Chris: And then suddenly you wake up one day, and you’re like “Holy shit, it happened!” Almost like it crept up on you, and then suddenly there it was.
Garry: Yeah, yeah, and this is while I was still running restaurants. Another change happened, though: I realized I wanted to go back and study history officially. Remember, I didn’t have a history undergrad.
So in 1999, I did two things. I started working for Thomas Publications, then known as “The leader in Civil War books… and more.” I was their marketing guy. And they had a lot of great titles, and I had a great job there as well, so that was my exit from restaurants. I officially got out of restaurants in 1999.
And I also started pursuing my master’s in Applied History at Shippensburg University of Pennsylvania—where I had a great experience, by the way. And during that time, I was exposed to even more stuff.
By the way, for anyone reading, you should keep a journal. We historians, we just wish people would have written more stuff down about what we’re interested in—and you never know what it’s going to be. I strongly claim you are not a real historian unless you keep a journal or some sort of diary. I have one that is specific to the Civil War. I had the idea in 1990 that I was going to take this big, thick book of onion skin paper, and I was just going to write in it about Civil War stuff. And, incredibly, that thing lays out my whole journey—so all these stated goals I had, they’re all in there. It’s pretty cool.
I’ll never finish the journal, I’m sure. It’s about 900 pages of thin paper, and after writing in it for now twenty-nine years or so, it’s about half way full or a third of the way full or something like that. I’m writing in it more, hoping that I’ll make to the Gettysburg 200. I plan to be around for that. That’s the year 2063, and maybe the book will be filled by then. My kids know that they’re going to wheel me there if I’m still alive. (laughs)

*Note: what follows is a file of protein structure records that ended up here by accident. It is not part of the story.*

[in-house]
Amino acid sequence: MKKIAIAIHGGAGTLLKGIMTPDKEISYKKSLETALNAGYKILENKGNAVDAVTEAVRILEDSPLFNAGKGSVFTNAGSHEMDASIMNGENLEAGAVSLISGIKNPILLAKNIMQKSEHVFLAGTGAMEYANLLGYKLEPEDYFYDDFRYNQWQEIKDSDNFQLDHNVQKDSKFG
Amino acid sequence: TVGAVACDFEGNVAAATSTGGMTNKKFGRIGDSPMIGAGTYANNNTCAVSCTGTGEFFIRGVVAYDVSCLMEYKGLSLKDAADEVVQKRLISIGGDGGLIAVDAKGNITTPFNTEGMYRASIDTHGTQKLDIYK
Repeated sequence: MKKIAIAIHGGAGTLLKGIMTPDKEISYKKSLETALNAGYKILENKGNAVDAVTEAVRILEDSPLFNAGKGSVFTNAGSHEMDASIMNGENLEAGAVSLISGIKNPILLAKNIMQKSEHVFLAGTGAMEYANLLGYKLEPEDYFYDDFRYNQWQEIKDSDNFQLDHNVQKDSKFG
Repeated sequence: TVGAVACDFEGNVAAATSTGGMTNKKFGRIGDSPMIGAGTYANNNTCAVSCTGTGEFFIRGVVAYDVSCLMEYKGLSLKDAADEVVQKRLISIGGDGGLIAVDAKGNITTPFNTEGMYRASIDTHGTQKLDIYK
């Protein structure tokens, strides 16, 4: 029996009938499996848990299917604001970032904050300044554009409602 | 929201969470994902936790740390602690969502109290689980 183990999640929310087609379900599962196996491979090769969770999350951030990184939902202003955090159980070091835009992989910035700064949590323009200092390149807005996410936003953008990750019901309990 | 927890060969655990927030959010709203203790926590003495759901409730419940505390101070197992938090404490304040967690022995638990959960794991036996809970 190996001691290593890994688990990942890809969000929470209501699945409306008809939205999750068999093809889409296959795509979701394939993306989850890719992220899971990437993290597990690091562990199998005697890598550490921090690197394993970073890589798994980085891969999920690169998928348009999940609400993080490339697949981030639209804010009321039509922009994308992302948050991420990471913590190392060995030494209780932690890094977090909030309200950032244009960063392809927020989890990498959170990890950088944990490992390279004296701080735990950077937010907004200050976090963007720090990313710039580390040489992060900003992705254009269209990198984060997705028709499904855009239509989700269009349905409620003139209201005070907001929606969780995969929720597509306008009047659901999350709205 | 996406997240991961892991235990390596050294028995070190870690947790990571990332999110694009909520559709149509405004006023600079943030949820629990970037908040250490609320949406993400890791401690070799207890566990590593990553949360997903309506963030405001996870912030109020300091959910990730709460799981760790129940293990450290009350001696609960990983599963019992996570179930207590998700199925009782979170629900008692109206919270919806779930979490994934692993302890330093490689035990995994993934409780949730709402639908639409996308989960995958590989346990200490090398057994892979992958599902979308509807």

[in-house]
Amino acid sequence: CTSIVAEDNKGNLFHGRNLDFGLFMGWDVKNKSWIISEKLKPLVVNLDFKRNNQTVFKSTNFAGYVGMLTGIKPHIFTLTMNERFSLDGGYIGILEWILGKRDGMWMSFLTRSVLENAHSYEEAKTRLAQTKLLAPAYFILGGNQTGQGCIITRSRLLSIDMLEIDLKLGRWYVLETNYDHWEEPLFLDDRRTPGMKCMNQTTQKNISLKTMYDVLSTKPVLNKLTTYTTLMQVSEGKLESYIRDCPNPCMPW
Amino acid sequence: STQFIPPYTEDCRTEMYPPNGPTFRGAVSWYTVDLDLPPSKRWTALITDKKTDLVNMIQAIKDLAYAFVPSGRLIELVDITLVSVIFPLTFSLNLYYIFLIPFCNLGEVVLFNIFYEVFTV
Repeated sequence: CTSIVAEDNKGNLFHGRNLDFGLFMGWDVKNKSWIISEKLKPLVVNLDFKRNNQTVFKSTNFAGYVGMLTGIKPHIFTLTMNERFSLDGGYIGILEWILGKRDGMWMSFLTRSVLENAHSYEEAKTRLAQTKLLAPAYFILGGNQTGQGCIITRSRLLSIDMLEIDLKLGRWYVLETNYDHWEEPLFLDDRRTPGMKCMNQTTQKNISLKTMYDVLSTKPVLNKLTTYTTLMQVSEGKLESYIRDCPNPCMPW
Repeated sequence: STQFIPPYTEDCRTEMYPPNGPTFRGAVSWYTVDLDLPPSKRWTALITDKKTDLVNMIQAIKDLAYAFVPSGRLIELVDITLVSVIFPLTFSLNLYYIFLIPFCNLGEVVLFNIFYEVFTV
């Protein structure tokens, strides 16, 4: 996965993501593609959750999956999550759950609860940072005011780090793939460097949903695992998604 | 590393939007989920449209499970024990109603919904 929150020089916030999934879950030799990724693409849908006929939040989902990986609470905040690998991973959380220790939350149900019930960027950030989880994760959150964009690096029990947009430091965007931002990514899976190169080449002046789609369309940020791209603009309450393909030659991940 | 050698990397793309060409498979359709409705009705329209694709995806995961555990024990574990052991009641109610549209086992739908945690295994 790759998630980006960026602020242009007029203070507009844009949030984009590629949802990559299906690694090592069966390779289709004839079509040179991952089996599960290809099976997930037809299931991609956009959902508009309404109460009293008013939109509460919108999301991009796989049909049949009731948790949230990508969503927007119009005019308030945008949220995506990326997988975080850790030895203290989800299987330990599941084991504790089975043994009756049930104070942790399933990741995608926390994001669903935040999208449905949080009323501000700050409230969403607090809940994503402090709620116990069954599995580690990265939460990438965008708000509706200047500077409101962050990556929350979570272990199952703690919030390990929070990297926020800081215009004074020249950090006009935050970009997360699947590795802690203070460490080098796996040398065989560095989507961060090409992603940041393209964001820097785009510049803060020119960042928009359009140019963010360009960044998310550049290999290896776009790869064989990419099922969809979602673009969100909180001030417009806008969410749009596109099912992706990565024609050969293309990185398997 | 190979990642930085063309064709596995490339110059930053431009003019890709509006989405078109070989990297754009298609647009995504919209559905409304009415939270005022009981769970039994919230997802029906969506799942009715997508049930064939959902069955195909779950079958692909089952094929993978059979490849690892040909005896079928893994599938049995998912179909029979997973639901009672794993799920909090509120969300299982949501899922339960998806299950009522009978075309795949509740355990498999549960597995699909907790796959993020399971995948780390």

In any case, while I was at Thomas Publications, I had written in my journal, “Mark my words: before long I shall crack the ceiling of getting on a Civil War documentary.”
Chris: So that was your next goal?
Garry: Ooh, yeah, and finally it happened. I got on one that was about William Frassanito. It was about Civil War photography, and there was one episode that was just about Frassanito, and he was somebody I knew. He had long since, along with my buddy Tim Smith, became my mentor and everything like that, so I was well-versed on him.
Of course, it was like two and a half years until it aired. Oh my God, that was a painful wait. But in the meantime, somebody couldn’t do an appearance on Civil War Combat, so I was on Little Round Top on a Civil War Combat thing, and that’s right around 2000. And that really freaks people out to see that, yes, I used to have a lot of hair and at one time I was in my 20’s and early 30’s. So that’s pretty fun.
At that same time, Tim Smith and I started giving battle walks for the Gettysburg National Military Park. Those are usually reserved for rangers, but we felt we had something to offer that other people don’t do—sort of a lot of post-battle and battlefield focus, a lot of photography focus. A lot of people didn’t really focus on that, especially back then. So for the better part of twenty years, we gave tours at the anniversary at these battle walks, and they were always filmed by Pennsylvania Cable Network. And again, you do one of those, and suddenly people know who you are. They invite you to their round table. They want you to write for their publication. Things really spiraled.